Jun 262009

I wrote a post just about a year ago on how “Hackers and Hombrewers are NOT Pirates.” Like most of what I post to the web, it serves little more than to remind me later of the evolution of my thoughts on particularly relevant research interests. Like beer. Recently however, there has been a resurgence of commentary/thought on the decline of computer science programs. Though I now consider myself primarily a “historically inclined cultural anthropologist who studies cooperative work, with game development and the game industry as my primary lens,” I began my secondary education as a computer science and mathematics major with women’s studies and sociology as the instruments that later led me to graduate school.

What follows is my analysis of recent reports on how, “Lack of Programming Skills Puts U.S. Security at Risk,” and the “gender gap in perception of computer science,” [the actual report] are a product of a continual assault on the “hacker,” “the tinkerer,” and “hobbyist” more generally in our culture. To which I first say, “serves us right, what you reap, you sow.” Having gotten that off my chest, I’ll attempt to be a bit more constructive with what follows…

The problem is really two fold. One, perhaps most directly is indexed by Douglas Rushkoff, that:

“In a computing marketplace where altering one’s iPhone will ‘brick’ its functionality and where user improvement to programs is treated as an intellectual-property violation, it’s no wonder we have adopted the attitude that our technology is finished and inviolable from the minute it has been purchased.”

Is that we are both culturally and legally discouraged from tinkering or hacking our devices. I actually index some of these ideas as rooted in the history of the videogame industry, in an upcoming article in the IEEE Annals of the History of Computing. This should actually worry us more than simply the realm of computer science. These issues are crucial for other areas as well, and foundational to the videogame industry. When I write in my TWC Essay that, “The importance of, the desire for, or the drive to understand underlying systems and structures has become fundamental to creative collaborative practice.” This fundamental drive is being subverted by things like the DMCA and our desire for smooth technologies that encourage us to not play. So, that is certainly part of it.

The second aspect I think speaks more clearly to the decline of CS and interest by students. It is the “boring” or “nerd” factor. Now, admittedly, I am a died in the wool nerd. I don’t fight that. I continually geek out, but that is the product of interest and passion.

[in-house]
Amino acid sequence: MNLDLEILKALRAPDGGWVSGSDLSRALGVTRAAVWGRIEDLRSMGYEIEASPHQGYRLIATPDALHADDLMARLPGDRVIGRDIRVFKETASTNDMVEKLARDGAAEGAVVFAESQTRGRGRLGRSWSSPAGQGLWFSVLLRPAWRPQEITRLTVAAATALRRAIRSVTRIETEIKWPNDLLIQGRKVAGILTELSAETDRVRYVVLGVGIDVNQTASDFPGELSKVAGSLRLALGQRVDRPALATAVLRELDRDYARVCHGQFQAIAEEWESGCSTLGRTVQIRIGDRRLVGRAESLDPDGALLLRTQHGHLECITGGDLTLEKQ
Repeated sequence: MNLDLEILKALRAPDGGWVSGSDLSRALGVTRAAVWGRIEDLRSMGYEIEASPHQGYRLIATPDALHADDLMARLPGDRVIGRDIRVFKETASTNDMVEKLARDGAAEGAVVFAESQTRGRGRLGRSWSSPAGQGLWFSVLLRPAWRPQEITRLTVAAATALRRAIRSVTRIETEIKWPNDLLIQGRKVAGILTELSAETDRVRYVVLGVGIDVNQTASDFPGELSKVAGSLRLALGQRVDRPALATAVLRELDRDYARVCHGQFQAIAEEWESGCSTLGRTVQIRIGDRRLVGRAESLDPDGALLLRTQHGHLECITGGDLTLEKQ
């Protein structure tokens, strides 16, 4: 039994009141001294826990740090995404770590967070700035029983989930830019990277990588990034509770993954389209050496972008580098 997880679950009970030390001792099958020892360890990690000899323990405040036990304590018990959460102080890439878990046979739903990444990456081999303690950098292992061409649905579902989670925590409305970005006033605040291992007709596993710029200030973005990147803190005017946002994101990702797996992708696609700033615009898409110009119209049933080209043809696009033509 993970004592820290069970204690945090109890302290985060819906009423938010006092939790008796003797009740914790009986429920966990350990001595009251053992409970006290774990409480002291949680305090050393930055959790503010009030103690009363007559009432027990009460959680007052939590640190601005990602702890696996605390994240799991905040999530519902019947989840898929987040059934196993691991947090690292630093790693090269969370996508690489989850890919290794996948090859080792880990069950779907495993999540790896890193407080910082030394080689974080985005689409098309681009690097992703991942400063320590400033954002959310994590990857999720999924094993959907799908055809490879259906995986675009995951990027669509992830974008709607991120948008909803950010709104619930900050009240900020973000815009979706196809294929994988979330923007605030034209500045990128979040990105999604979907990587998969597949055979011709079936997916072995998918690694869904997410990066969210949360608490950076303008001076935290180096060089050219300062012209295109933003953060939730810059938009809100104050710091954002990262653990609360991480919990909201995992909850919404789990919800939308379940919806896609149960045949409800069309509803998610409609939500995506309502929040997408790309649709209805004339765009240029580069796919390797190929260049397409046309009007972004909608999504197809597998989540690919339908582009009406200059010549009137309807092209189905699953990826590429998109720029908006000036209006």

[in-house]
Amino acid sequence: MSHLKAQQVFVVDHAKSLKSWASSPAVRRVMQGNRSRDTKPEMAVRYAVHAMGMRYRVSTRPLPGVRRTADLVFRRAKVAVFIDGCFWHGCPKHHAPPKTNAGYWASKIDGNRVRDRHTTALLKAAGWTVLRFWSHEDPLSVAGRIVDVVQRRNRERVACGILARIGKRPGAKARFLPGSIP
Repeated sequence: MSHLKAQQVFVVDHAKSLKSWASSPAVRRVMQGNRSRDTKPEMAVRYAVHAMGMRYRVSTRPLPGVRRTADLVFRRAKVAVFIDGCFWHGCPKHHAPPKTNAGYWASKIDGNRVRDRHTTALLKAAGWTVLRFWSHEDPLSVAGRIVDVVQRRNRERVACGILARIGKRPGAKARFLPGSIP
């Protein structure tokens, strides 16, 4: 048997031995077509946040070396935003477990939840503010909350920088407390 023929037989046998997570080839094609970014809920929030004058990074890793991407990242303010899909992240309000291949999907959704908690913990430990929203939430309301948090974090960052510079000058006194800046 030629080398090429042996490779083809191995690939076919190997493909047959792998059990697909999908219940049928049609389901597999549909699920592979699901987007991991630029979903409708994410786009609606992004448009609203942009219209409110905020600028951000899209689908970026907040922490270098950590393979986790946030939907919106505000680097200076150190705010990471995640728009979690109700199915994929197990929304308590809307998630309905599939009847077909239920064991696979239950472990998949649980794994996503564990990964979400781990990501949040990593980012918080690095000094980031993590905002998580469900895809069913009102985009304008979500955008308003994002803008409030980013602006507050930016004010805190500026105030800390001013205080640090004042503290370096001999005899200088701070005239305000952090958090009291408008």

For example, boys tended to use words such as “design,” “games,” “video,” etc., with more frequency than girls. By contrast, the secondary words used by the girls tended to take on a more negative tone—with “boring,” “hard,” and “nerd” being used more frequently.

I’m just going to come out and call a spade a spade. Yes, Fibonacci is a useful tool for teaching recursion. Yes, palindromes are a useful way to teach the utility of stacks. Yes, string parsing and number crunching are the primary things one does in computer science, but these are means to an end. These things are f-ing boring to an incoming student. Most don’t see the link between these concepts and their application. Remember, so many college students have not been taught to think in the US educational system. They’ve been taught to memorize and there is no way to memorize the solution to a complex problem or design. So much of CS is design and problem solving, it is thinking about elegance and functionality. It is in short, interesting. But instead most CS programs start with teaching the uninteresting parts instead of giving students a glimpse of the possibilities.

“[O]ne needs to look at other factors that are turning off these young people. Why isn’t a high school interest in computer science translating into enrollment in college computer science classes?”

I taught a class full of men and women in a non-programming class to use Löve to create interactive graphics and even a few games emerged. They all got into it. Into programming. When they wanted to do things beyond their skills I then started telling them about data structures, string parsing, and number crunching. Start with the fun. That is what drives students away and gets nerds like me labeled such.

All of those other disciplines that students pursue have geeks that live within them. The geeks and nerds are those that geek out, that find passion and interest burried within the often tragically boring ways in which concepts are taught.

However, time and again, especially in the context of technology, we are encouraged or legally forced to not ask questions and look for the underlying systems and structures that make things work. Could you imagine if a student in med school when asking about how a particular device functioned, lets say a dializer for example, if the teacher responded with, “well, that is covered by the DMCA, so I don’t know and we cannot find out. Just assume that dirty blood goes in and clean comes out alright?”

Tragically, my favorite computer company seems to be one of the most guilty parties in this regard. Batteries sealed in laptops and non-user replacable hard drives in “pro” laptops. Tower macs are of course much more “openable,” but the laptop is on the rise. Even my favorite cell phone is marred by the fact that it is so thoroughly closed. The software APIs are open but I cannot even interface with it without the use of its dock.

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